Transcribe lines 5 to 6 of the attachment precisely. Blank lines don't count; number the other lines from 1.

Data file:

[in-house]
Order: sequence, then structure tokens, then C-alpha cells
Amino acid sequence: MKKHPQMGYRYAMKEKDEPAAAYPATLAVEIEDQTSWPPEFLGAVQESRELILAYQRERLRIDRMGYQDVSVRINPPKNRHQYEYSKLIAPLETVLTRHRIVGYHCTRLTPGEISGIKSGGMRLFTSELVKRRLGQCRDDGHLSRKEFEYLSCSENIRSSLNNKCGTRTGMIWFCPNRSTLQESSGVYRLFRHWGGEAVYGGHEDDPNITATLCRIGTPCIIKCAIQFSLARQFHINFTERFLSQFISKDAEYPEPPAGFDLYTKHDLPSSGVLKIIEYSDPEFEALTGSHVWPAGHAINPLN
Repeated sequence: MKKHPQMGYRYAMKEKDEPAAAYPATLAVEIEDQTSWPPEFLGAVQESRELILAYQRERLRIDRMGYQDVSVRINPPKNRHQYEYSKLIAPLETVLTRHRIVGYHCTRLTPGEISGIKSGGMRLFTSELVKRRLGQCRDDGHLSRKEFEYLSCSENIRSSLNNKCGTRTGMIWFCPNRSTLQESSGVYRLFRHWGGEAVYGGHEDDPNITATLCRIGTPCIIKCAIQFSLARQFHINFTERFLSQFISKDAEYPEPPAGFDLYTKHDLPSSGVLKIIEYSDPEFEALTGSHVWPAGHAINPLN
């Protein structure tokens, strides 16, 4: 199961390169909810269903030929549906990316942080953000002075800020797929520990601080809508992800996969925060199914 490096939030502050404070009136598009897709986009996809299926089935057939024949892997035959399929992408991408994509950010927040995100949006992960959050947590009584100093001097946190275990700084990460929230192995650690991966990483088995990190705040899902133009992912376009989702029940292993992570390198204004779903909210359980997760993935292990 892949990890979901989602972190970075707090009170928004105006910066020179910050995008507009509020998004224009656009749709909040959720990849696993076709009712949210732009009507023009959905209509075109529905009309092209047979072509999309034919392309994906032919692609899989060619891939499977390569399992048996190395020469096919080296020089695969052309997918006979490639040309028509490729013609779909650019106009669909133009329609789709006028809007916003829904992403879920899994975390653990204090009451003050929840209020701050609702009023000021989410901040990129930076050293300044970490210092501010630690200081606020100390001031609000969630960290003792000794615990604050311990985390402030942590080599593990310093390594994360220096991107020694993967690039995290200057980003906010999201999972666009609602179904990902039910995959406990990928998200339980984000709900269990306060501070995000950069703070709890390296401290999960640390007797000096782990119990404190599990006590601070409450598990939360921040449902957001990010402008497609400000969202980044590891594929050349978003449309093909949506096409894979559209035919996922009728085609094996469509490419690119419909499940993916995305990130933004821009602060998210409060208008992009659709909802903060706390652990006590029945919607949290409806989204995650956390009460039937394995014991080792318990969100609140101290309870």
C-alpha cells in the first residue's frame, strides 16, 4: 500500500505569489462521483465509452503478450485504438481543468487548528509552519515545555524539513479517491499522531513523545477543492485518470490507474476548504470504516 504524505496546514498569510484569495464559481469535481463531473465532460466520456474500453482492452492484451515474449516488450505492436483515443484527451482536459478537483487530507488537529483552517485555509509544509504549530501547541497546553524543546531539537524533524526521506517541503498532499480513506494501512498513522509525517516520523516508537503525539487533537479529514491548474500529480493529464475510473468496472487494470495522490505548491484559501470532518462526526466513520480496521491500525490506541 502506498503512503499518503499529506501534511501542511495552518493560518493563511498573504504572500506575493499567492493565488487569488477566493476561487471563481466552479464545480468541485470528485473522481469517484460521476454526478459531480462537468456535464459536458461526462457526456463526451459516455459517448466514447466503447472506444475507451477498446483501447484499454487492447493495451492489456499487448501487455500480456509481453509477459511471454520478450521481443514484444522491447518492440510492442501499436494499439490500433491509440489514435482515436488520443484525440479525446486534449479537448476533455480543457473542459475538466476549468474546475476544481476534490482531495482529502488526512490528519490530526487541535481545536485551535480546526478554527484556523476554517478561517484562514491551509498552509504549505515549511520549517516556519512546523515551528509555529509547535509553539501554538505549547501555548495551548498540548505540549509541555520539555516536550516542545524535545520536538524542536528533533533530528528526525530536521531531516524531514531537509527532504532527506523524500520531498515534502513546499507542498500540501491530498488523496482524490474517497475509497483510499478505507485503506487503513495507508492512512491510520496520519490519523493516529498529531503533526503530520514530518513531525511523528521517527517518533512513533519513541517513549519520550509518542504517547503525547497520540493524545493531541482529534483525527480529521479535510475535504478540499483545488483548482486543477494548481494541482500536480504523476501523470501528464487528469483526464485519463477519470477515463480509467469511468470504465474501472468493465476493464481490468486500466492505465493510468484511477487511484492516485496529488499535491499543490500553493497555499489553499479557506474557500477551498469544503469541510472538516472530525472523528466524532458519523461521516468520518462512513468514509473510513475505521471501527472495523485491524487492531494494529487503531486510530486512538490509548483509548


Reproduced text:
């Protein structure tokens, strides 16, 4: 199961390169909810269903030929549906990316942080953000002075800020797929520990601080809508992800996969925060199914 490096939030502050404070009136598009897709986009996809299926089935057939024949892997035959399929992408991408994509950010927040995100949006992960959050947590009584100093001097946190275990700084990460929230192995650690991966990483088995990190705040899902133009992912376009989702029940292993992570390198204004779903909210359980997760993935292990 892949990890979901989602972190970075707090009170928004105006910066020179910050995008507009509020998004224009656009749709909040959720990849696993076709009712949210732009009507023009959905209509075109529905009309092209047979072509999309034919392309994906032919692609899989060619891939499977390569399992048996190395020469096919080296020089695969052309997918006979490639040309028509490729013609779909650019106009669909133009329609789709006028809007916003829904992403879920899994975390653990204090009451003050929840209020701050609702009023000021989410901040990129930076050293300044970490210092501010630690200081606020100390001031609000969630960290003792000794615990604050311990985390402030942590080599593990310093390594994360220096991107020694993967690039995290200057980003906010999201999972666009609602179904990902039910995959406990990928998200339980984000709900269990306060501070995000950069703070709890390296401290999960640390007797000096782990119990404190599990006590601070409450598990939360921040449902957001990010402008497609400000969202980044590891594929050349978003449309093909949506096409894979559209035919996922009728085609094996469509490419690119419909499940993916995305990130933004821009602060998210409060208008992009659709909802903060706390652990006590029945919607949290409806989204995650956390009460039937394995014991080792318990969100609140101290309870």
C-alpha cells in the first residue's frame, strides 16, 4: 500500500505569489462521483465509452503478450485504438481543468487548528509552519515545555524539513479517491499522531513523545477543492485518470490507474476548504470504516 504524505496546514498569510484569495464559481469535481463531473465532460466520456474500453482492452492484451515474449516488450505492436483515443484527451482536459478537483487530507488537529483552517485555509509544509504549530501547541497546553524543546531539537524533524526521506517541503498532499480513506494501512498513522509525517516520523516508537503525539487533537479529514491548474500529480493529464475510473468496472487494470495522490505548491484559501470532518462526526466513520480496521491500525490506541 502506498503512503499518503499529506501534511501542511495552518493560518493563511498573504504572500506575493499567492493565488487569488477566493476561487471563481466552479464545480468541485470528485473522481469517484460521476454526478459531480462537468456535464459536458461526462457526456463526451459516455459517448466514447466503447472506444475507451477498446483501447484499454487492447493495451492489456499487448501487455500480456509481453509477459511471454520478450521481443514484444522491447518492440510492442501499436494499439490500433491509440489514435482515436488520443484525440479525446486534449479537448476533455480543457473542459475538466476549468474546475476544481476534490482531495482529502488526512490528519490530526487541535481545536485551535480546526478554527484556523476554517478561517484562514491551509498552509504549505515549511520549517516556519512546523515551528509555529509547535509553539501554538505549547501555548495551548498540548505540549509541555520539555516536550516542545524535545520536538524542536528533533533530528528526525530536521531531516524531514531537509527532504532527506523524500520531498515534502513546499507542498500540501491530498488523496482524490474517497475509497483510499478505507485503506487503513495507508492512512491510520496520519490519523493516529498529531503533526503530520514530518513531525511523528521517527517518533512513533519513541517513549519520550509518542504517547503525547497520540493524545493531541482529534483525527480529521479535510475535504478540499483545488483548482486543477494548481494541482500536480504523476501523470501528464487528469483526464485519463477519470477515463480509467469511468470504465474501472468493465476493464481490468486500466492505465493510468484511477487511484492516485496529488499535491499543490500553493497555499489553499479557506474557500477551498469544503469541510472538516472530525472523528466524532458519523461521516468520518462512513468514509473510513475505521471501527472495523485491524487492531494494529487503531486510530486512538490509548483509548